Update: April 8, 2013 – This BLOG POST WAS POSTED ON APRIL 1, 2013 AS AN APRIL FOOLS JOKE. THIS ARTICLE IS NOT TRUE.
In a bold move the New York State Office of Housing and Residential Development, an off-shoot of the recent expansion of the New York State Office of Development for Homes and Humans and Health announced today that the Adirondacks are closed for repairs. No visitors or vendors will be allowed inside the blue line until further notice until every single road has been fixed. The official date for closing is April 8th to give residents time to apply for residential cards and to stock up on larger supplies that won’t be able to arrive by traditional truck delivery.
Notices went out to all local businesses to stock up on necessary items for their customers as it was unclear when the roads would re-open to all delivery trucks in the region. NYSOHRD was anticipating all roads would be open by mid-summer in time for the new big Paddling Race that has been the talk at the state capital since it announced as the next must “get” big event in the Adirondacks.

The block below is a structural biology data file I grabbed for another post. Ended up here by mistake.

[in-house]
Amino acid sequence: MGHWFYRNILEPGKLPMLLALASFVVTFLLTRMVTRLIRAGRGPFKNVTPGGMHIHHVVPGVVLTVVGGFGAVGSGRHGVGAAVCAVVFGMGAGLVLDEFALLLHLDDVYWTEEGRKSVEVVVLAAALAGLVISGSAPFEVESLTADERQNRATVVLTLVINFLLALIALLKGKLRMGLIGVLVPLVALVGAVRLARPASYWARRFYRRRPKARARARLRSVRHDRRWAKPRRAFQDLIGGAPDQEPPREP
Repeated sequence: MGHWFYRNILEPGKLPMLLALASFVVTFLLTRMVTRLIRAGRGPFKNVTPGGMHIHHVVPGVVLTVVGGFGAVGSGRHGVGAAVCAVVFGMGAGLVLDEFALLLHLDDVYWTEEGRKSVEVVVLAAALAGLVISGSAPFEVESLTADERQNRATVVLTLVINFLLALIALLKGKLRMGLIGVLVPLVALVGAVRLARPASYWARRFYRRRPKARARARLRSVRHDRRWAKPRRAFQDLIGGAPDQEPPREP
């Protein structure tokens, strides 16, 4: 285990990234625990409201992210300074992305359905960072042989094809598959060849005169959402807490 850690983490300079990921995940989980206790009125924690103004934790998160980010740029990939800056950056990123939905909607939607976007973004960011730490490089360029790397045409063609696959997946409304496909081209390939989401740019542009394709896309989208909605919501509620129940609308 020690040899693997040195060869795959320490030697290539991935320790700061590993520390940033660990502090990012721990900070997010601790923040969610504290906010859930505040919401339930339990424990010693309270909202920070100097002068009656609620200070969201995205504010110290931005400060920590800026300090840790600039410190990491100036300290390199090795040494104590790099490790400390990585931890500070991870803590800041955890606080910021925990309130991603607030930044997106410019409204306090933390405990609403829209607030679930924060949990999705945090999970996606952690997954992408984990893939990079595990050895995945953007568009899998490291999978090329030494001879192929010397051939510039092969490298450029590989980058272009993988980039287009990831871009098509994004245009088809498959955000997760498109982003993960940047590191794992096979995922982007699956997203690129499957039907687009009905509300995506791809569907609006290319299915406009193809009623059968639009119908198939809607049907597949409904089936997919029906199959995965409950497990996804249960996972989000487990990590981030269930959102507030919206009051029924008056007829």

Residents in Raquette Lake were thrilled to learn that the road connecting their community to Blue Mountain and Inlet was finally going to be addressed in light of the swift action taken to repair route 28N connecting Long Lake and Newcomb. Some community members noted they were worried about how they were going to get supplies. One resident asked this reporter, “if vendors can’t get to town, does that mean food delivery trucks? What about my chicken fingers at the Tap Room?”
To expedite the road fixing, the offices of the NYSOHR AND NYSDHH have requested that residents go to their local municipal offices and fill out applications to receive a Adirondack Resident’s card. This card is $45 for adults, $20 for children and free to seniors. This card will enable you to move freely between the blue line and the outside of the area. There will be check points at all entrances to the park. A representative from the NYSDHH who wished to remain anonymous, “If you don’t have a resident’s card, don’t bother coming in. Just turn around, because the Adirondack Park is closed until all the roads are fixed. It is simply a necessity in light of all the properties being purchased by the state. Road access must be made safer and available to everyone.”
Local town clerks will be issuing the Adirondack Residents Cards.
The only towns that don’t require an Adirondack Residents Cards are Lake Placid and Lake George.